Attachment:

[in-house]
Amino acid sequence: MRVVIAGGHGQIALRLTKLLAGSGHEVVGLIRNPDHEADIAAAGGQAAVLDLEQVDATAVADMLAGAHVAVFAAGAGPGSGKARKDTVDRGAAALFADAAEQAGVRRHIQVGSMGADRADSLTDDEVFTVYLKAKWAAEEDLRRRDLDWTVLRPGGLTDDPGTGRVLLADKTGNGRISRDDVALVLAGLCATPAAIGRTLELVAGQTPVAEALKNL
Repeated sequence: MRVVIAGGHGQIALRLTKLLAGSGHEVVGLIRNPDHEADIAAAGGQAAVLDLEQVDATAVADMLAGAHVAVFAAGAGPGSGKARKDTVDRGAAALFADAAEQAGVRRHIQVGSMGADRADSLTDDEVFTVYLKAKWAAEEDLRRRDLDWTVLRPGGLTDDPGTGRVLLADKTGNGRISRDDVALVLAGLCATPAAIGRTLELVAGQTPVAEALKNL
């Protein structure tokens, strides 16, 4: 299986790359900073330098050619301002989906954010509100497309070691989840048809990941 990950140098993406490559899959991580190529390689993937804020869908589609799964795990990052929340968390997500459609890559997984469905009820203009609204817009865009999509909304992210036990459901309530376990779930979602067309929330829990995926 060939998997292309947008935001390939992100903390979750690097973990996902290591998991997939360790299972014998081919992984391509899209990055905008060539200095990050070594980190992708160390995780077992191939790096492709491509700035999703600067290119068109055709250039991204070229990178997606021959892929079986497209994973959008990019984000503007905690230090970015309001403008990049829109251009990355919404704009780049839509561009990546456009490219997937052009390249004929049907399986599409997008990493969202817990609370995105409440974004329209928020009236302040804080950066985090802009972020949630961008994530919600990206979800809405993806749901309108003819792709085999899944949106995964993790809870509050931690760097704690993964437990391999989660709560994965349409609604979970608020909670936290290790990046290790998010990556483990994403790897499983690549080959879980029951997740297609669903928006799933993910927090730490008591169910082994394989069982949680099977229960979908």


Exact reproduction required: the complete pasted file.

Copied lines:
[in-house]
Amino acid sequence: MRVVIAGGHGQIALRLTKLLAGSGHEVVGLIRNPDHEADIAAAGGQAAVLDLEQVDATAVADMLAGAHVAVFAAGAGPGSGKARKDTVDRGAAALFADAAEQAGVRRHIQVGSMGADRADSLTDDEVFTVYLKAKWAAEEDLRRRDLDWTVLRPGGLTDDPGTGRVLLADKTGNGRISRDDVALVLAGLCATPAAIGRTLELVAGQTPVAEALKNL
Repeated sequence: MRVVIAGGHGQIALRLTKLLAGSGHEVVGLIRNPDHEADIAAAGGQAAVLDLEQVDATAVADMLAGAHVAVFAAGAGPGSGKARKDTVDRGAAALFADAAEQAGVRRHIQVGSMGADRADSLTDDEVFTVYLKAKWAAEEDLRRRDLDWTVLRPGGLTDDPGTGRVLLADKTGNGRISRDDVALVLAGLCATPAAIGRTLELVAGQTPVAEALKNL
């Protein structure tokens, strides 16, 4: 299986790359900073330098050619301002989906954010509100497309070691989840048809990941 990950140098993406490559899959991580190529390689993937804020869908589609799964795990990052929340968390997500459609890559997984469905009820203009609204817009865009999509909304992210036990459901309530376990779930979602067309929330829990995926 060939998997292309947008935001390939992100903390979750690097973990996902290591998991997939360790299972014998081919992984391509899209990055905008060539200095990050070594980190992708160390995780077992191939790096492709491509700035999703600067290119068109055709250039991204070229990178997606021959892929079986497209994973959008990019984000503007905690230090970015309001403008990049829109251009990355919404704009780049839509561009990546456009490219997937052009390249004929049907399986599409997008990493969202817990609370995105409440974004329209928020009236302040804080950066985090802009972020949630961008994530919600990206979800809405993806749901309108003819792709085999899944949106995964993790809870509050931690760097704690993964437990391999989660709560994965349409609604979970608020909670936290290790990046290790998010990556483990994403790897499983690549080959879980029951997740297609669903928006799933993910927090730490008591169910082994394989069982949680099977229960979908």